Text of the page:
John Bradley — May 25, 2017
NATO’s decision to launch a ferocious bombing campaign to help Islamist rebels overthrow Colonel Gaddafi in 2011 hangs over Britain today like a toxic cloud. For the Manchester bomber, Salman Abedi, hailed from a Libyan family accused of being aligned to one of the many jihadist movements in that country.
The strategy to send in the RAF against Gaddafi’s forces was most enthusiastically promoted, to his eternal shame, by then Prime Minister David Cameron. His reckless policy brought about regime change as the Islamists came to power, along with their violent henchmen.
As was the case with opposition groups in Tunisia, Egypt and Syria before the so-called Arab Spring, those who were set against Gaddafi’s rule were extreme in their ideology, blinded by a hatred of secularist, non-religious governments.
But despite all evidence to the contrary, Cameron and his deluded European partners lied to us that they were actually pro-democracy Western allies, champions of tolerance and plurality.
Some of us — including me and other Middle East experts writing for this paper — warned repeatedly that their agenda was far more sinister, and we would pay a terrible price for Cameron’s naivety.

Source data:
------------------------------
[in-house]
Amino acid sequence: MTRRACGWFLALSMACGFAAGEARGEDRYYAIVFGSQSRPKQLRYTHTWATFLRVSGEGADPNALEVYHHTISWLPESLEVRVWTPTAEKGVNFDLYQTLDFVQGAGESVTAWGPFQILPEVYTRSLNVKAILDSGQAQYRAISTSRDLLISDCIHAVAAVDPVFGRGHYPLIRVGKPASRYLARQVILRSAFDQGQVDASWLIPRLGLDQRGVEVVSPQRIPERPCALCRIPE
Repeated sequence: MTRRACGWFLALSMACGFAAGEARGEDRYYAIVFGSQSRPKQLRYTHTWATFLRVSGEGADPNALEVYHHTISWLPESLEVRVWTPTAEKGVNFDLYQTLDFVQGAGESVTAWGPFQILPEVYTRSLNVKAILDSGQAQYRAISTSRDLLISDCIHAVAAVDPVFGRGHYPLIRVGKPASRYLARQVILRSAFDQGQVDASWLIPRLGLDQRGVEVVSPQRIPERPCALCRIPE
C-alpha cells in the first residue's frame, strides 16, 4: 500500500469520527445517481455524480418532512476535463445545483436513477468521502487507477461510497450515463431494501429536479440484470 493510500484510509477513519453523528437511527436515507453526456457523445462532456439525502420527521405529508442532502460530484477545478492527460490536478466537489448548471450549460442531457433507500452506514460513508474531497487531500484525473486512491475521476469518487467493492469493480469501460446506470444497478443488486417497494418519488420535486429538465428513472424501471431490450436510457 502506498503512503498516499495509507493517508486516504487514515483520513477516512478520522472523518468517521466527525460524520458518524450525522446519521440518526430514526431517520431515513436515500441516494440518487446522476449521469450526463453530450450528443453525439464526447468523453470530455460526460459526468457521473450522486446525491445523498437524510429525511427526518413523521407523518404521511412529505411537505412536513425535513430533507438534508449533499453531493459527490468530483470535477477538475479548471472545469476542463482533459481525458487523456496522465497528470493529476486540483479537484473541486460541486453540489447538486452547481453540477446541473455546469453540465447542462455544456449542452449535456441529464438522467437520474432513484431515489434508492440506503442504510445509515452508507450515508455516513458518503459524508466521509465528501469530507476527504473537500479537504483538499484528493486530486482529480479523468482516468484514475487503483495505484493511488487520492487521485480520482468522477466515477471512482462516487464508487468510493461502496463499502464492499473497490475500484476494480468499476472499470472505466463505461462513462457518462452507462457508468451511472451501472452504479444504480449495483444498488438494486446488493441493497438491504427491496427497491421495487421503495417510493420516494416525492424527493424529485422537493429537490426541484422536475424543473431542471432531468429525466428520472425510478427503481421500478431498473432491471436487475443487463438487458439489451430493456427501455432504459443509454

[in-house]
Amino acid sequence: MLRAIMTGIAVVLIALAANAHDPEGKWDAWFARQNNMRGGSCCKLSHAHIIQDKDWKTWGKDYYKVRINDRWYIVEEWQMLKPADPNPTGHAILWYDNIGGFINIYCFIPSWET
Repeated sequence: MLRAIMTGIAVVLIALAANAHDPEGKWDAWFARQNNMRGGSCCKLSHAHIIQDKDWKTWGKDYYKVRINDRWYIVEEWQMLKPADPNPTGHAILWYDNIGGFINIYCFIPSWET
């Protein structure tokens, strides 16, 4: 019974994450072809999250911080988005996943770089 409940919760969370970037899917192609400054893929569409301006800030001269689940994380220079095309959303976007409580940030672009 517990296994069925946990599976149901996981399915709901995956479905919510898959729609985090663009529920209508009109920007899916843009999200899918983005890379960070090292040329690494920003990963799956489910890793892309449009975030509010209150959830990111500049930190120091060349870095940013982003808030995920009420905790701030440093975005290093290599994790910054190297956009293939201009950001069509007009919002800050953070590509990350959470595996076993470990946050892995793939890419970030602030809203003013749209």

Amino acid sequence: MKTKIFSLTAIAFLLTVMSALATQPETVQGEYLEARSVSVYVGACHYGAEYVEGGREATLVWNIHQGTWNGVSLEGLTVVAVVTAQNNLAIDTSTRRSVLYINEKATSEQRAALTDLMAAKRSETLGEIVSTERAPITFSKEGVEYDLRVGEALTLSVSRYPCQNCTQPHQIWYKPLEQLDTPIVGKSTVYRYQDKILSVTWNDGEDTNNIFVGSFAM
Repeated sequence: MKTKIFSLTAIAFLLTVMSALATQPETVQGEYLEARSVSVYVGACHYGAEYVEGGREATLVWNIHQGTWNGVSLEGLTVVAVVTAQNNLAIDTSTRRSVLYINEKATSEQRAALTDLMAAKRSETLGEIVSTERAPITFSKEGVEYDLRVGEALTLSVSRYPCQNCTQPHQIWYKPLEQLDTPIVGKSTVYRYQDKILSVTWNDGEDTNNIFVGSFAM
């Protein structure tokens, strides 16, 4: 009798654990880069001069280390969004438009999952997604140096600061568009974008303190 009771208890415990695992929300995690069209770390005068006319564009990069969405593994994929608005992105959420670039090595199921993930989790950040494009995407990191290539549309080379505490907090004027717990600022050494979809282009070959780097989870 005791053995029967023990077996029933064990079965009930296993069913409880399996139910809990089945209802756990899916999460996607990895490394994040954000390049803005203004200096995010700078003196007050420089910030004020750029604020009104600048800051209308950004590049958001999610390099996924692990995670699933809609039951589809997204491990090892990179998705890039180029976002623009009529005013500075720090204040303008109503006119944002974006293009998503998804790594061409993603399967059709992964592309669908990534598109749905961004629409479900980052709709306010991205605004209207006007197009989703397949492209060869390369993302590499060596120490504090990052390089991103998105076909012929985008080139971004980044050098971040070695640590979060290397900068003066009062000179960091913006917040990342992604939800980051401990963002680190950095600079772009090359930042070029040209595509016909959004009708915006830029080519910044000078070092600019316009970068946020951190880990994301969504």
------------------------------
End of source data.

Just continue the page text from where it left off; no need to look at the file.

For those of us who had studied the history and lived in the region, it was obvious that, despite their internal divisions and rivalries, all those disparate jihadist groups in Libya had one overriding and very dark ambition: to replace Gaddafi’s secular regime with one based on their own mercilessly hardline interpretation of Sharia law, before seizing the country’s oilfields and finally cutting all ties with Western countries they openly despised.
For this reason, the groups had been banned and their members ruthlessly persecuted by Gaddafi and other secular Arab leaders, and they were viewed with deep suspicion in the West — with one notable exception.
The British government welcomed Salman Abedi’s father Ramadan into our country with open arms in 1993 as part of a reckless liberal policy of granting political sanctuary to Islamist activists from Libya and other Arab nations.
The misguided belief was that they would warm to the host nation that offered them sanctuary, and modify their opinions through the new experience of living in an open democracy.
Instead, many of them not only continued stirring up rebellion in the countries they came from, but called openly for Islamist rule in their adopted homeland. Successive British governments turned a blind eye to this treachery.
And finally, after being given refuge here to cultivate their hatred of everything we hold dear, the Islamists found the perfect dupe in David Cameron as they sought to fulfil their dream of creating an Islamist state in Libya.
Salman Abedi’s father returned to Libya in 2011 to fight alongside Al-Qaeda-affiliated forces against Gaddafi, supported by Nato airstrikes. After Gaddafi was killed, the Abedi family spent more time in Libya.
Thanks to Cameron, they could at last immerse themselves in what was now a blood-soaked, chaotic country with no functioning government, awash with arms seized from abandoned Libyan Army depots and mired in tribal and religious upheaval which each day left hundreds of corpses lining the streets. And it was one where the Islamists were about to emerge triumphant.